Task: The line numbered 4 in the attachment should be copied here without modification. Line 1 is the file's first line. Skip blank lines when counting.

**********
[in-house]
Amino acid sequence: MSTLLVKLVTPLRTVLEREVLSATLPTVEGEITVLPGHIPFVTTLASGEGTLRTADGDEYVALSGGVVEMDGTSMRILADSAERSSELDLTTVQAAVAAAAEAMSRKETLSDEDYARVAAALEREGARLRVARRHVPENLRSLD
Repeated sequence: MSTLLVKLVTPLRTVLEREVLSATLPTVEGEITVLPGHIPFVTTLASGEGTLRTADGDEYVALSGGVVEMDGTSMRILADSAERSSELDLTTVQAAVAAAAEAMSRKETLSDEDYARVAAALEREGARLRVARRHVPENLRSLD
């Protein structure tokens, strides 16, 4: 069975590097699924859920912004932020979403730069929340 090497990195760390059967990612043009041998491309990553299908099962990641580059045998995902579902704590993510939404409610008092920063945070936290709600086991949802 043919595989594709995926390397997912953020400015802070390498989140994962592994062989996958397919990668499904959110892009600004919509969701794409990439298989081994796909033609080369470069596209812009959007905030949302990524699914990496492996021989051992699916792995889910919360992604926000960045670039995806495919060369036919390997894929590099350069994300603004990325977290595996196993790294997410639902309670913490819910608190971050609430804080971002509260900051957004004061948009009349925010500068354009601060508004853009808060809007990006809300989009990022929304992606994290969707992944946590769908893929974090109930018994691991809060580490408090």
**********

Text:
């Protein structure tokens, strides 16, 4: 069975590097699924859920912004932020979403730069929340 090497990195760390059967990612043009041998491309990553299908099962990641580059045998995902579902704590993510939404409610008092920063945070936290709600086991949802 043919595989594709995926390397997912953020400015802070390498989140994962592994062989996958397919990668499904959110892009600004919509969701794409990439298989081994796909033609080369470069596209812009959007905030949302990524699914990496492996021989051992699916792995889910919360992604926000960045670039995806495919060369036919390997894929590099350069994300603004990325977290595996196993790294997410639902309670913490819910608190971050609430804080971002509260900051957004004061948009009349925010500068354009601060508004853009808060809007990006809300989009990022929304992606994290969707992944946590769908893929974090109930018994691991809060580490408090």